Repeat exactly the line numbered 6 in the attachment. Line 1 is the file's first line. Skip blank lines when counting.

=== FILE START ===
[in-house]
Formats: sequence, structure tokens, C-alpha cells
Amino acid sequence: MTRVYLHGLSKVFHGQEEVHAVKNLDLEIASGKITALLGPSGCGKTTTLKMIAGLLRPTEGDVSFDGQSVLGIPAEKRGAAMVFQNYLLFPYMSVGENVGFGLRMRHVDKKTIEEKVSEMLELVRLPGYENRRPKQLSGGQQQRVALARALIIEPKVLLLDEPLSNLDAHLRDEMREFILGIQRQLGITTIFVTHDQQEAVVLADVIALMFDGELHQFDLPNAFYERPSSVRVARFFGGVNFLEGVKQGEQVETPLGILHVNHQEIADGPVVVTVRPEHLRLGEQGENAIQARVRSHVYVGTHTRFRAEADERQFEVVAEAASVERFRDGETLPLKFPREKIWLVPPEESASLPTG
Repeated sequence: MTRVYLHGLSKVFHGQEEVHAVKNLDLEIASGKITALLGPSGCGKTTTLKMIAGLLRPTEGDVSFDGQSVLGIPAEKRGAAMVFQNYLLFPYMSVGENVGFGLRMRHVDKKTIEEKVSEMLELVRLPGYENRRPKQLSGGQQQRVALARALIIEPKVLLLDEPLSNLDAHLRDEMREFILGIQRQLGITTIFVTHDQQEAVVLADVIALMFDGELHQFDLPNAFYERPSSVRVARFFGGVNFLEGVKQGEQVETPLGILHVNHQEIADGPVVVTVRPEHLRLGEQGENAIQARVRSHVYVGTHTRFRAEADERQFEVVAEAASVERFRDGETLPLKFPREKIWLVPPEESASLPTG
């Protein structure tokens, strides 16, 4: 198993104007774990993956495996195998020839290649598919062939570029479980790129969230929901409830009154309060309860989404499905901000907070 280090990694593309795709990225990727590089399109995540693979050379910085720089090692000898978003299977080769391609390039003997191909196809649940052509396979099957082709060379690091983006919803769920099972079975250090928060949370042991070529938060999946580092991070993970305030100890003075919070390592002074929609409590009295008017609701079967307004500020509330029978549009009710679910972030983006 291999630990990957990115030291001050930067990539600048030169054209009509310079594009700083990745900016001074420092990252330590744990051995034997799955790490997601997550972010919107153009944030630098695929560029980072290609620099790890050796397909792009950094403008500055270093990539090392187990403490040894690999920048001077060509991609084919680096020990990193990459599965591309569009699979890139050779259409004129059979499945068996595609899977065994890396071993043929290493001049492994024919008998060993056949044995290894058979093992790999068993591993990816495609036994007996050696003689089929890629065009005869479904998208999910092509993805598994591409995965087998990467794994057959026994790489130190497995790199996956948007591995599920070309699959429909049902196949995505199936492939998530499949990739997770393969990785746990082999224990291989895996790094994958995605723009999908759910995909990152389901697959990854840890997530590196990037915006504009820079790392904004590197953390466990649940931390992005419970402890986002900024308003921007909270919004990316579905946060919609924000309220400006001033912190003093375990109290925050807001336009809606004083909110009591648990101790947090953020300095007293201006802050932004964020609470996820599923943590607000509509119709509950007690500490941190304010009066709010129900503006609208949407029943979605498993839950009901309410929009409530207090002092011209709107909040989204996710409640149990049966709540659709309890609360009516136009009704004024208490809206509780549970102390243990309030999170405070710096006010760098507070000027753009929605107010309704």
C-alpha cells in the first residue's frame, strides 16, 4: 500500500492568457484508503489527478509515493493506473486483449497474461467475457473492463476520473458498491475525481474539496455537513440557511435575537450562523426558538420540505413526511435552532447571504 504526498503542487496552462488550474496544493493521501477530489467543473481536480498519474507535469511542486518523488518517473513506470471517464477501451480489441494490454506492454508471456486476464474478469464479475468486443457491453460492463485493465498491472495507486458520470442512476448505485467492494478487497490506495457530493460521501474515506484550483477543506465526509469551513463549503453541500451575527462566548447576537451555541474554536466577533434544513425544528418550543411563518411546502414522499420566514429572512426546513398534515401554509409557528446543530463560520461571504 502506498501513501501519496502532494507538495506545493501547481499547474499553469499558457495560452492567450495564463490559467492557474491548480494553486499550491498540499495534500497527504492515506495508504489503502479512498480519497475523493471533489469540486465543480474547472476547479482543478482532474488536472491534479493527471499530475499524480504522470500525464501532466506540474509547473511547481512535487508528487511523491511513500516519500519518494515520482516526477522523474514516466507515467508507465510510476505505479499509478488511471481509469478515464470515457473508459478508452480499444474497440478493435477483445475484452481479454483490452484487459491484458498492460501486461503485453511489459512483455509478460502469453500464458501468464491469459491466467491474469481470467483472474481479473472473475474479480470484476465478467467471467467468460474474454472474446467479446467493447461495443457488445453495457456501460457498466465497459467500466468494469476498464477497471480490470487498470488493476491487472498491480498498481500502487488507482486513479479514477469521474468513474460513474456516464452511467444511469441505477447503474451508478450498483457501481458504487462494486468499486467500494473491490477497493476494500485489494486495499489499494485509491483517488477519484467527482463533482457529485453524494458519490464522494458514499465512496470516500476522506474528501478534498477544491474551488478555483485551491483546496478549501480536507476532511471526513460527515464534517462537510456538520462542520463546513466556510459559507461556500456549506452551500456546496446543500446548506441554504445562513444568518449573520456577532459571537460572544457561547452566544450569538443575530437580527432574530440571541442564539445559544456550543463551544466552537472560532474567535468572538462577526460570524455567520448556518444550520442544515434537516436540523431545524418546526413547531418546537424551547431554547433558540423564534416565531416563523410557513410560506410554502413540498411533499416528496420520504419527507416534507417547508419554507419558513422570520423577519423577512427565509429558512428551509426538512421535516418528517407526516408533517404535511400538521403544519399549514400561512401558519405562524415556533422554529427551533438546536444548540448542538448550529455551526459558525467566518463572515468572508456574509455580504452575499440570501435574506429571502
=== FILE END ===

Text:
C-alpha cells in the first residue's frame, strides 16, 4: 500500500492568457484508503489527478509515493493506473486483449497474461467475457473492463476520473458498491475525481474539496455537513440557511435575537450562523426558538420540505413526511435552532447571504 504526498503542487496552462488550474496544493493521501477530489467543473481536480498519474507535469511542486518523488518517473513506470471517464477501451480489441494490454506492454508471456486476464474478469464479475468486443457491453460492463485493465498491472495507486458520470442512476448505485467492494478487497490506495457530493460521501474515506484550483477543506465526509469551513463549503453541500451575527462566548447576537451555541474554536466577533434544513425544528418550543411563518411546502414522499420566514429572512426546513398534515401554509409557528446543530463560520461571504 502506498501513501501519496502532494507538495506545493501547481499547474499553469499558457495560452492567450495564463490559467492557474491548480494553486499550491498540499495534500497527504492515506495508504489503502479512498480519497475523493471533489469540486465543480474547472476547479482543478482532474488536472491534479493527471499530475499524480504522470500525464501532466506540474509547473511547481512535487508528487511523491511513500516519500519518494515520482516526477522523474514516466507515467508507465510510476505505479499509478488511471481509469478515464470515457473508459478508452480499444474497440478493435477483445475484452481479454483490452484487459491484458498492460501486461503485453511489459512483455509478460502469453500464458501468464491469459491466467491474469481470467483472474481479473472473475474479480470484476465478467467471467467468460474474454472474446467479446467493447461495443457488445453495457456501460457498466465497459467500466468494469476498464477497471480490470487498470488493476491487472498491480498498481500502487488507482486513479479514477469521474468513474460513474456516464452511467444511469441505477447503474451508478450498483457501481458504487462494486468499486467500494473491490477497493476494500485489494486495499489499494485509491483517488477519484467527482463533482457529485453524494458519490464522494458514499465512496470516500476522506474528501478534498477544491474551488478555483485551491483546496478549501480536507476532511471526513460527515464534517462537510456538520462542520463546513466556510459559507461556500456549506452551500456546496446543500446548506441554504445562513444568518449573520456577532459571537460572544457561547452566544450569538443575530437580527432574530440571541442564539445559544456550543463551544466552537472560532474567535468572538462577526460570524455567520448556518444550520442544515434537516436540523431545524418546526413547531418546537424551547431554547433558540423564534416565531416563523410557513410560506410554502413540498411533499416528496420520504419527507416534507417547508419554507419558513422570520423577519423577512427565509429558512428551509426538512421535516418528517407526516408533517404535511400538521403544519399549514400561512401558519405562524415556533422554529427551533438546536444548540448542538448550529455551526459558525467566518463572515468572508456574509455580504452575499440570501435574506429571502